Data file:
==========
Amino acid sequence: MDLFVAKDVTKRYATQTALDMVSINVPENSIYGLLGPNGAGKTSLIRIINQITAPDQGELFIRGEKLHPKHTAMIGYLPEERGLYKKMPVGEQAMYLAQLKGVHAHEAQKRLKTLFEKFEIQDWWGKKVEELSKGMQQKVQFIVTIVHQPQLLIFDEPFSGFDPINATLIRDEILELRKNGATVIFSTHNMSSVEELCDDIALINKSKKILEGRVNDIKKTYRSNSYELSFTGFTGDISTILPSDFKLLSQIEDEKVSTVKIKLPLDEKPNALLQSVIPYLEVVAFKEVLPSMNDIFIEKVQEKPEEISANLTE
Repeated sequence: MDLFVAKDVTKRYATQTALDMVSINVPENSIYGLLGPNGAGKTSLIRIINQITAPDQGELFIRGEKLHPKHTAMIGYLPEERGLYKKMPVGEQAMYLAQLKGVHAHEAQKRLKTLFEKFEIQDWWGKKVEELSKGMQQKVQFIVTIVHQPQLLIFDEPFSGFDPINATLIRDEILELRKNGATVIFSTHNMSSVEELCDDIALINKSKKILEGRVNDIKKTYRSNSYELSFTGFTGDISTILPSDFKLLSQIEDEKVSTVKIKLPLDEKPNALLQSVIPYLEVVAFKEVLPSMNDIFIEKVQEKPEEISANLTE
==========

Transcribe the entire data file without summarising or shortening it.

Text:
Amino acid sequence: MDLFVAKDVTKRYATQTALDMVSINVPENSIYGLLGPNGAGKTSLIRIINQITAPDQGELFIRGEKLHPKHTAMIGYLPEERGLYKKMPVGEQAMYLAQLKGVHAHEAQKRLKTLFEKFEIQDWWGKKVEELSKGMQQKVQFIVTIVHQPQLLIFDEPFSGFDPINATLIRDEILELRKNGATVIFSTHNMSSVEELCDDIALINKSKKILEGRVNDIKKTYRSNSYELSFTGFTGDISTILPSDFKLLSQIEDEKVSTVKIKLPLDEKPNALLQSVIPYLEVVAFKEVLPSMNDIFIEKVQEKPEEISANLTE
Repeated sequence: MDLFVAKDVTKRYATQTALDMVSINVPENSIYGLLGPNGAGKTSLIRIINQITAPDQGELFIRGEKLHPKHTAMIGYLPEERGLYKKMPVGEQAMYLAQLKGVHAHEAQKRLKTLFEKFEIQDWWGKKVEELSKGMQQKVQFIVTIVHQPQLLIFDEPFSGFDPINATLIRDEILELRKNGATVIFSTHNMSSVEELCDDIALINKSKKILEGRVNDIKKTYRSNSYELSFTGFTGDISTILPSDFKLLSQIEDEKVSTVKIKLPLDEKPNALLQSVIPYLEVVAFKEVLPSMNDIFIEKVQEKPEEISANLTE